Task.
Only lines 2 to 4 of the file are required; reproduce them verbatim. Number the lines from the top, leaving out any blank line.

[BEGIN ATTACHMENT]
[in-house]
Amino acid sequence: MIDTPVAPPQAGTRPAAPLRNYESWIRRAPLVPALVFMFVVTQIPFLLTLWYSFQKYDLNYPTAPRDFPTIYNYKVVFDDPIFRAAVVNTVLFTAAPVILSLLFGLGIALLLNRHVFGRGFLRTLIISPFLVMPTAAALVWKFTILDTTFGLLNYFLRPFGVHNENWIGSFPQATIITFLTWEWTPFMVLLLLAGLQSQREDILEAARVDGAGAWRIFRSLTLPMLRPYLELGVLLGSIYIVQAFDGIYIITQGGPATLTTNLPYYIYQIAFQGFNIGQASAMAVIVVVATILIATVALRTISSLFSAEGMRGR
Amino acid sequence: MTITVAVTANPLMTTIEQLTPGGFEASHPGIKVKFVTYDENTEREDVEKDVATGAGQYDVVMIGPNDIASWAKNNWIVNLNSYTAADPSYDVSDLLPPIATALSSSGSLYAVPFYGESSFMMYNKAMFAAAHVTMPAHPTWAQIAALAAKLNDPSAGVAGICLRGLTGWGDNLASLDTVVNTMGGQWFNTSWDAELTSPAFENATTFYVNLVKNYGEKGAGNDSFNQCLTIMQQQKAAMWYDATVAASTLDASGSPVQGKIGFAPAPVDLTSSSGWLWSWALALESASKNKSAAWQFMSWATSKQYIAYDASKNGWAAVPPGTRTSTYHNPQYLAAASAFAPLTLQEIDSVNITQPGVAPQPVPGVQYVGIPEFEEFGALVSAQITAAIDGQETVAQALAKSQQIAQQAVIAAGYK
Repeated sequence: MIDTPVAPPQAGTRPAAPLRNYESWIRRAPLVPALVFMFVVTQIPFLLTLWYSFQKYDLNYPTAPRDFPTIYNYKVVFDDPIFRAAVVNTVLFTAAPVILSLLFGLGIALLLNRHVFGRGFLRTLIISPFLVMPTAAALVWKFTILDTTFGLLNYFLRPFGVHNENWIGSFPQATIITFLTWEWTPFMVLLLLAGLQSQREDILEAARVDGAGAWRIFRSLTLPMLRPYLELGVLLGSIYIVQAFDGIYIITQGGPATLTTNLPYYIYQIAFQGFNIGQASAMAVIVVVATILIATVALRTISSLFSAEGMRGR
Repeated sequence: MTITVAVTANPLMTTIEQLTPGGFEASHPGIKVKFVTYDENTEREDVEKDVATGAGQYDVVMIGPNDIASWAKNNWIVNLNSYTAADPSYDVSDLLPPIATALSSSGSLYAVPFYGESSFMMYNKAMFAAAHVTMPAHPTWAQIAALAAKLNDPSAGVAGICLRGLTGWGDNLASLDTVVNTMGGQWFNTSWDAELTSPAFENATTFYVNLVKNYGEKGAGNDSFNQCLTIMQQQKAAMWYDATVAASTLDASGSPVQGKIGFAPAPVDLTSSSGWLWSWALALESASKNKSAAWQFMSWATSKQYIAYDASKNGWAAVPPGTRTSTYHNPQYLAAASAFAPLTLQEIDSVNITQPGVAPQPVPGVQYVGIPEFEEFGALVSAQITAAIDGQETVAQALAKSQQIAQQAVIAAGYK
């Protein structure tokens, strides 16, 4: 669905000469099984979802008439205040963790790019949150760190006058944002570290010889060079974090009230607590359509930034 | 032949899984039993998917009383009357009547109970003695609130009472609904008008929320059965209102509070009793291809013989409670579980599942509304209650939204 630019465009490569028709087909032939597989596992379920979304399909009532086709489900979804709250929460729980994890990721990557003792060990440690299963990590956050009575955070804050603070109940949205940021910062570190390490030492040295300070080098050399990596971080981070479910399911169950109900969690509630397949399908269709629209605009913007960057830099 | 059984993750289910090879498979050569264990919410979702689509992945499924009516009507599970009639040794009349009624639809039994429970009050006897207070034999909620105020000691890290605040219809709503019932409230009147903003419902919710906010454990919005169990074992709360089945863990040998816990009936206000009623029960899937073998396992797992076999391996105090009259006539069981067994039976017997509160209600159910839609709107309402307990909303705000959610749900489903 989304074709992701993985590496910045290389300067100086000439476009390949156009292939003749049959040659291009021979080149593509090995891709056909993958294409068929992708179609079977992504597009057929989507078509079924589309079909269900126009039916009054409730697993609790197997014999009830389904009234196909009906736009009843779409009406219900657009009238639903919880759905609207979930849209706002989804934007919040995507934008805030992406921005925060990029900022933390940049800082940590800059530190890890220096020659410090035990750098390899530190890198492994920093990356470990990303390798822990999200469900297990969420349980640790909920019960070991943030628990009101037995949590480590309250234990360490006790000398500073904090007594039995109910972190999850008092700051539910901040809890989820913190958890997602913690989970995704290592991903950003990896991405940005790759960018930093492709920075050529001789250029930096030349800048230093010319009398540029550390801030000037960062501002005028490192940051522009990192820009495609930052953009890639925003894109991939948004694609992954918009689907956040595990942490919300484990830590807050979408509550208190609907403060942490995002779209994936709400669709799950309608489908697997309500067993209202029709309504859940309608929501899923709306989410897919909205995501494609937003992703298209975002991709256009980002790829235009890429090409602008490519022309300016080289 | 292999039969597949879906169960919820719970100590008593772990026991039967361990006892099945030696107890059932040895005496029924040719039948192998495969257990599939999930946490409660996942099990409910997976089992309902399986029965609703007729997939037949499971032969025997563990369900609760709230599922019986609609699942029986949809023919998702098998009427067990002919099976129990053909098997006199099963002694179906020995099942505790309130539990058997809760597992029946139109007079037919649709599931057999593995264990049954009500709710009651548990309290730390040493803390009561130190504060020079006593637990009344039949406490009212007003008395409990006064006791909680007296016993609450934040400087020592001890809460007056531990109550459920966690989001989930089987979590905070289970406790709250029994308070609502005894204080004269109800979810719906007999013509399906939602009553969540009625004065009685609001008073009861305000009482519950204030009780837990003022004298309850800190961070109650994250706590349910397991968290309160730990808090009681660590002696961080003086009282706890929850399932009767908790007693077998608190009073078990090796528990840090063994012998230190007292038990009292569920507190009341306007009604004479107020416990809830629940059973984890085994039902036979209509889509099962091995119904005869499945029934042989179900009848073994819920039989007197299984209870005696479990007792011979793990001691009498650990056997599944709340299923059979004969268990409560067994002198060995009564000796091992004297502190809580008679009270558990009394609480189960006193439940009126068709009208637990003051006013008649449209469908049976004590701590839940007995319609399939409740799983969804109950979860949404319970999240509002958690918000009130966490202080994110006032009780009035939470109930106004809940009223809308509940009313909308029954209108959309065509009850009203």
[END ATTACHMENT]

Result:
Amino acid sequence: MIDTPVAPPQAGTRPAAPLRNYESWIRRAPLVPALVFMFVVTQIPFLLTLWYSFQKYDLNYPTAPRDFPTIYNYKVVFDDPIFRAAVVNTVLFTAAPVILSLLFGLGIALLLNRHVFGRGFLRTLIISPFLVMPTAAALVWKFTILDTTFGLLNYFLRPFGVHNENWIGSFPQATIITFLTWEWTPFMVLLLLAGLQSQREDILEAARVDGAGAWRIFRSLTLPMLRPYLELGVLLGSIYIVQAFDGIYIITQGGPATLTTNLPYYIYQIAFQGFNIGQASAMAVIVVVATILIATVALRTISSLFSAEGMRGR
Amino acid sequence: MTITVAVTANPLMTTIEQLTPGGFEASHPGIKVKFVTYDENTEREDVEKDVATGAGQYDVVMIGPNDIASWAKNNWIVNLNSYTAADPSYDVSDLLPPIATALSSSGSLYAVPFYGESSFMMYNKAMFAAAHVTMPAHPTWAQIAALAAKLNDPSAGVAGICLRGLTGWGDNLASLDTVVNTMGGQWFNTSWDAELTSPAFENATTFYVNLVKNYGEKGAGNDSFNQCLTIMQQQKAAMWYDATVAASTLDASGSPVQGKIGFAPAPVDLTSSSGWLWSWALALESASKNKSAAWQFMSWATSKQYIAYDASKNGWAAVPPGTRTSTYHNPQYLAAASAFAPLTLQEIDSVNITQPGVAPQPVPGVQYVGIPEFEEFGALVSAQITAAIDGQETVAQALAKSQQIAQQAVIAAGYK
Repeated sequence: MIDTPVAPPQAGTRPAAPLRNYESWIRRAPLVPALVFMFVVTQIPFLLTLWYSFQKYDLNYPTAPRDFPTIYNYKVVFDDPIFRAAVVNTVLFTAAPVILSLLFGLGIALLLNRHVFGRGFLRTLIISPFLVMPTAAALVWKFTILDTTFGLLNYFLRPFGVHNENWIGSFPQATIITFLTWEWTPFMVLLLLAGLQSQREDILEAARVDGAGAWRIFRSLTLPMLRPYLELGVLLGSIYIVQAFDGIYIITQGGPATLTTNLPYYIYQIAFQGFNIGQASAMAVIVVVATILIATVALRTISSLFSAEGMRGR